justice system is administered fairly and without regard to race such that all communities receive fair and appropriate police protection and that all individuals charged with or convicted of crimes are afforded the safeguards guaranteed by the constitution. In that capacity, Christina litigated such significant impact cases as Davis v. NYC (challenging the New York City Police Department’s unlawful pattern and practice of indiscriminately stopping, questioning and arresting Black and Latino New York City Housing Authority residents and guests for purportedly trespassing) and State of Mississippi v. Brister (vacating life without parole sentence for child offender). She also filed significant amicus briefs in Miller v. Alabama (addressing racial discrimination in the origins of juvenile life without parole sentencing to support abolition of such sentences), Maples v. Thomas (urging a constitutional right to effective assistance of post-conviction counsel in capital cases), Graham v. Florida (addressing the challenges faced by children navigating the criminal justice system to support abolition of juvenile life without parole sentencing for non-homicide offenders), and Berghuis v. Smith (addressing requirements for jury fair cross-section challenge).

A passionate legal advocate, Christina speaks and writes regularly on issues concerning
race, law, and criminal justice. She is frequently interviewed by media outlets including: PBS NewsHour, NBC, MSNBC, Democracy Now!, CNN, National Public Radio and the New York Times. She has authored op-eds, including, “The Supreme Court Should Reject Arizona’s Death Penalty Gambit” and “Dylann Roof Shouldn’t Get the Death Penalty,” both of which were published in the New York Times. An interview of Christina by Academy Award-winning film maker, Errol Morris, was published in the New York Times (“Who is Dangerous, and Who Dies?”), and she was profiled by the ABA Journal (“Lady of the Last Chance: Lawyer Makes Her Mark Getting Convicts Off Death Row”), the Washington Post (“Defense Lawyer Fights Racism in Death Row Cases”), and in CES FEMMES QUI PORTENT LA ROBE – FEMMES ENGAGES, FEMMES DE RESEAU (THESE WOMEN WHO WEAR THE ROBE – WOMEN ENGAGED, WOMEN NETWORKING), a book by Christiane Féral-Schuhl, Past President of the Paris, France, Bar Association, for her successful representation of condemned prisoners.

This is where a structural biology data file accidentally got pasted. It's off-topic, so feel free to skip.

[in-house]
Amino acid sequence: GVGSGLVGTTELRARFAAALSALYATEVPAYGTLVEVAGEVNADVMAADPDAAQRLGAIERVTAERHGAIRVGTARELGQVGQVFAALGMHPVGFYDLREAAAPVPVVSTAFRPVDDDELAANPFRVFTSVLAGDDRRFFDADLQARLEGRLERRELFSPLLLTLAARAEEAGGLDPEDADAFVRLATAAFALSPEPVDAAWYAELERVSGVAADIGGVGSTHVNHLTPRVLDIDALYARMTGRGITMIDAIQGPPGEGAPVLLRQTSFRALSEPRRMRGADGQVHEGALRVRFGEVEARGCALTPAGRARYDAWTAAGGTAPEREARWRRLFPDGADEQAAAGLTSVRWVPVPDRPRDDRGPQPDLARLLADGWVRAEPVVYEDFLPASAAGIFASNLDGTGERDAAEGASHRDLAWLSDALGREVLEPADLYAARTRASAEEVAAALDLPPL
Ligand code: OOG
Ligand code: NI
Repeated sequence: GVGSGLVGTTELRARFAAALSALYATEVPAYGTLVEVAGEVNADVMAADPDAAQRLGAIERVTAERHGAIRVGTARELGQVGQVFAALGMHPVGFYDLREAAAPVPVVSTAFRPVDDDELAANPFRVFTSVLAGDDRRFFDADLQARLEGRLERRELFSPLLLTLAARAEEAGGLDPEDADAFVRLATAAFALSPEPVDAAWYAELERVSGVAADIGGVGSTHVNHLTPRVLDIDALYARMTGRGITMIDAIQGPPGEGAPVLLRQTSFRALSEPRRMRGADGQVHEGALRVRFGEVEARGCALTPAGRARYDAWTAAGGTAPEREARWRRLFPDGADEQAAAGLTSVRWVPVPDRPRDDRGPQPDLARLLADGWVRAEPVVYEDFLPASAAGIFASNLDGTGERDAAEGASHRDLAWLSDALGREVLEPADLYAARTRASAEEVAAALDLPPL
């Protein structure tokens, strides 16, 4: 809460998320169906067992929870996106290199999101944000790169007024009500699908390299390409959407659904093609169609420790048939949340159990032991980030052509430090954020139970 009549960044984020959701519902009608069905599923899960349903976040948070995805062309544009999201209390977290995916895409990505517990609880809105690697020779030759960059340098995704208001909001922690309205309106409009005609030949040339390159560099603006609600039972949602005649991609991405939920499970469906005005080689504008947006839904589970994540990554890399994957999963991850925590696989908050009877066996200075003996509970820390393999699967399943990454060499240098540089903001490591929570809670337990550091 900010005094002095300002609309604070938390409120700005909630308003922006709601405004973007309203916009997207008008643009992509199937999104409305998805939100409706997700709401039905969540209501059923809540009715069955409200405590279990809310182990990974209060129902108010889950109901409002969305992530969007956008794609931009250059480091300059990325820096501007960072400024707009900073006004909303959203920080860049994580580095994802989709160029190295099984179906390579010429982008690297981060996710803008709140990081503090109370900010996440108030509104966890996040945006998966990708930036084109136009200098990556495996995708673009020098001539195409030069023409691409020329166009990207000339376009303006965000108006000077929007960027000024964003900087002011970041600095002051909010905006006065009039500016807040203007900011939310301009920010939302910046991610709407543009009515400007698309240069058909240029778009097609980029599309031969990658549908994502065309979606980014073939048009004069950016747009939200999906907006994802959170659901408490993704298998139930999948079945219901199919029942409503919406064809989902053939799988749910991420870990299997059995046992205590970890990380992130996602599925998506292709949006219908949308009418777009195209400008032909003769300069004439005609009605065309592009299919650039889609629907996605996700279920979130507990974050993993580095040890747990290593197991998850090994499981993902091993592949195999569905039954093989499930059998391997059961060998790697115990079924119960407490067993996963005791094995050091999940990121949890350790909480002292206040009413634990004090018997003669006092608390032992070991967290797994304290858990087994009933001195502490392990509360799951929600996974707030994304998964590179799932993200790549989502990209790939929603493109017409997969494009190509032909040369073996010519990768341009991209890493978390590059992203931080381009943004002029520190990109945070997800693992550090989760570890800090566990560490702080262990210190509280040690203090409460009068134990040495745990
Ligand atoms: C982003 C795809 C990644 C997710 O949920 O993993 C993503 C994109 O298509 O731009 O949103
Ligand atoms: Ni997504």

Prior to joining LDF, Christina served as a Supervising Assistant Federal Defender and Assistant Federal Defender at the Capital Habeas Unit of Philadelphia’s Federal Community Defender Office. While there, Christina represented numerous death-sentenced prisoners whose convictions and/or death-sentences were reversed, including Nicholas Yarris, the first death sentenced prisoner in Pennsylvania to be exonerated by DNA evidence. Christina began her legal career as a Staff Attorney with the Legal Aid Society’s Criminal Defense Division in New York.

In 2021, Christina received the Champion of the Community Award from Gideon’s Promise;
in 2018, she received the Norman Redlich Capital Defense Distinguished Service Award from the New York City Bar Association’s Capital Punishment Committee in 2017 she received the Sadie T.M. Alexander Award from the National Black Law Student Association in 2014, Christina was selected by the faculty of the University of Pennsylvania Law School to be an Honorary Fellow in Residence, an honor given to an attorney who makes “significant contributions to the ends of justice at the cost of great personal risk and sacrifice;” and in 2011, Christina served as a Practitioner-in-Residence at Berkeley Law School. Christina earned a J.D. from the University of Pennsylvania Law School and a B.A. from Howard University